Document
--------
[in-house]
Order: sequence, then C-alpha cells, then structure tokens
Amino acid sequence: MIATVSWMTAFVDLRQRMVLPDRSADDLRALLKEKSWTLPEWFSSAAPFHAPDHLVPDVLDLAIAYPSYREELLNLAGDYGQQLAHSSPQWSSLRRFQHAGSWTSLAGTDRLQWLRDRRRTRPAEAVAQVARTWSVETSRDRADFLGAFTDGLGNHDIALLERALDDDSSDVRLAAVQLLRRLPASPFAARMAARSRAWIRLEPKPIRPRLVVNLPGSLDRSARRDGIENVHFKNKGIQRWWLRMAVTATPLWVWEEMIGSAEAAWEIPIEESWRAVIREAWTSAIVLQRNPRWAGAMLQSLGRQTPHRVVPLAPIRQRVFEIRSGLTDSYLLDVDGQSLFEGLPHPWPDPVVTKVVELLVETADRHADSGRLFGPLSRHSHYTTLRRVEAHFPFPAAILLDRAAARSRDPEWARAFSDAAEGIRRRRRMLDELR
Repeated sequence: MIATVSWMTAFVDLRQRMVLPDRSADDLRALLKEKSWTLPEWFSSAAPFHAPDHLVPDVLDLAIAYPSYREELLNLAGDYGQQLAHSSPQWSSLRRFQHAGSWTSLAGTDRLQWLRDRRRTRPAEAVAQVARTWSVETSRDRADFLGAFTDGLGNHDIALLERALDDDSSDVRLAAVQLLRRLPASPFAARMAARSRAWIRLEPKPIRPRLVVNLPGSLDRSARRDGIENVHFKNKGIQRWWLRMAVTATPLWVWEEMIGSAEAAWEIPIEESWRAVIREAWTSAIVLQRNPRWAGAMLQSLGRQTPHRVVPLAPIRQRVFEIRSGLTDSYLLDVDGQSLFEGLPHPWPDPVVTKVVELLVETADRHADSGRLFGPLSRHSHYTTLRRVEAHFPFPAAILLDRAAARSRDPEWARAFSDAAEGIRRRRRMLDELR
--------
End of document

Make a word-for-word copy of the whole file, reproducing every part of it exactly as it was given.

[in-house]
Order: sequence, then C-alpha cells, then structure tokens
Amino acid sequence: MIATVSWMTAFVDLRQRMVLPDRSADDLRALLKEKSWTLPEWFSSAAPFHAPDHLVPDVLDLAIAYPSYREELLNLAGDYGQQLAHSSPQWSSLRRFQHAGSWTSLAGTDRLQWLRDRRRTRPAEAVAQVARTWSVETSRDRADFLGAFTDGLGNHDIALLERALDDDSSDVRLAAVQLLRRLPASPFAARMAARSRAWIRLEPKPIRPRLVVNLPGSLDRSARRDGIENVHFKNKGIQRWWLRMAVTATPLWVWEEMIGSAEAAWEIPIEESWRAVIREAWTSAIVLQRNPRWAGAMLQSLGRQTPHRVVPLAPIRQRVFEIRSGLTDSYLLDVDGQSLFEGLPHPWPDPVVTKVVELLVETADRHADSGRLFGPLSRHSHYTTLRRVEAHFPFPAAILLDRAAARSRDPEWARAFSDAAEGIRRRRRMLDELR
Repeated sequence: MIATVSWMTAFVDLRQRMVLPDRSADDLRALLKEKSWTLPEWFSSAAPFHAPDHLVPDVLDLAIAYPSYREELLNLAGDYGQQLAHSSPQWSSLRRFQHAGSWTSLAGTDRLQWLRDRRRTRPAEAVAQVARTWSVETSRDRADFLGAFTDGLGNHDIALLERALDDDSSDVRLAAVQLLRRLPASPFAARMAARSRAWIRLEPKPIRPRLVVNLPGSLDRSARRDGIENVHFKNKGIQRWWLRMAVTATPLWVWEEMIGSAEAAWEIPIEESWRAVIREAWTSAIVLQRNPRWAGAMLQSLGRQTPHRVVPLAPIRQRVFEIRSGLTDSYLLDVDGQSLFEGLPHPWPDPVVTKVVELLVETADRHADSGRLFGPLSRHSHYTTLRRVEAHFPFPAAILLDRAAARSRDPEWARAFSDAAEGIRRRRRMLDELR